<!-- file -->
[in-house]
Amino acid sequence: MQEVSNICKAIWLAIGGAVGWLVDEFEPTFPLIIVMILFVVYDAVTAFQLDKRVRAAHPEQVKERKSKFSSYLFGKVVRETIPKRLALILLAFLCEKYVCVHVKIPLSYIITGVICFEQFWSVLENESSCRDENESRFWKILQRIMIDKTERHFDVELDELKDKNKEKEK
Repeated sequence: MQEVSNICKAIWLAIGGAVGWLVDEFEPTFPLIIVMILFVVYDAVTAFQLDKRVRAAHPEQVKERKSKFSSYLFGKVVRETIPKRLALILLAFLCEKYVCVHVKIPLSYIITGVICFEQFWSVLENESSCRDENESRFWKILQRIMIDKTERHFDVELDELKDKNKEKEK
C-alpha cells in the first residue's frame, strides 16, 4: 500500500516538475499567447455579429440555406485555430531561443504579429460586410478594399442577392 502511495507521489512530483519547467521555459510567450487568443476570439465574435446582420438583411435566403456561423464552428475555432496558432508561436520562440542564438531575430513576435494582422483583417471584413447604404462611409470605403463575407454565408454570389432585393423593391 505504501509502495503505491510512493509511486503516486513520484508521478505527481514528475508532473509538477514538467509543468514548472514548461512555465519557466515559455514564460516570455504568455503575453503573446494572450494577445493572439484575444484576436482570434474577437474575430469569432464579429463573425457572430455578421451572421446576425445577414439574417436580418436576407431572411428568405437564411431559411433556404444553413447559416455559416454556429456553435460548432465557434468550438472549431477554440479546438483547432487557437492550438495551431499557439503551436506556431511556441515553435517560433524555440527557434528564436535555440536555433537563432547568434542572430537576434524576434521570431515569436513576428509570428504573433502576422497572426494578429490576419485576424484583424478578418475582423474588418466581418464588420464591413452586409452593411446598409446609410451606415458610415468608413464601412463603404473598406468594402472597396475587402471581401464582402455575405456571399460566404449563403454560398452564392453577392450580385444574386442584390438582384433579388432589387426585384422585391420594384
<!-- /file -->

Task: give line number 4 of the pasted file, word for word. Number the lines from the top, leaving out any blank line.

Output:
C-alpha cells in the first residue's frame, strides 16, 4: 500500500516538475499567447455579429440555406485555430531561443504579429460586410478594399442577392 502511495507521489512530483519547467521555459510567450487568443476570439465574435446582420438583411435566403456561423464552428475555432496558432508561436520562440542564438531575430513576435494582422483583417471584413447604404462611409470605403463575407454565408454570389432585393423593391 505504501509502495503505491510512493509511486503516486513520484508521478505527481514528475508532473509538477514538467509543468514548472514548461512555465519557466515559455514564460516570455504568455503575453503573446494572450494577445493572439484575444484576436482570434474577437474575430469569432464579429463573425457572430455578421451572421446576425445577414439574417436580418436576407431572411428568405437564411431559411433556404444553413447559416455559416454556429456553435460548432465557434468550438472549431477554440479546438483547432487557437492550438495551431499557439503551436506556431511556441515553435517560433524555440527557434528564436535555440536555433537563432547568434542572430537576434524576434521570431515569436513576428509570428504573433502576422497572426494578429490576419485576424484583424478578418475582423474588418466581418464588420464591413452586409452593411446598409446609410451606415458610415468608413464601412463603404473598406468594402472597396475587402471581401464582402455575405456571399460566404449563403454560398452564392453577392450580385444574386442584390438582384433579388432589387426585384422585391420594384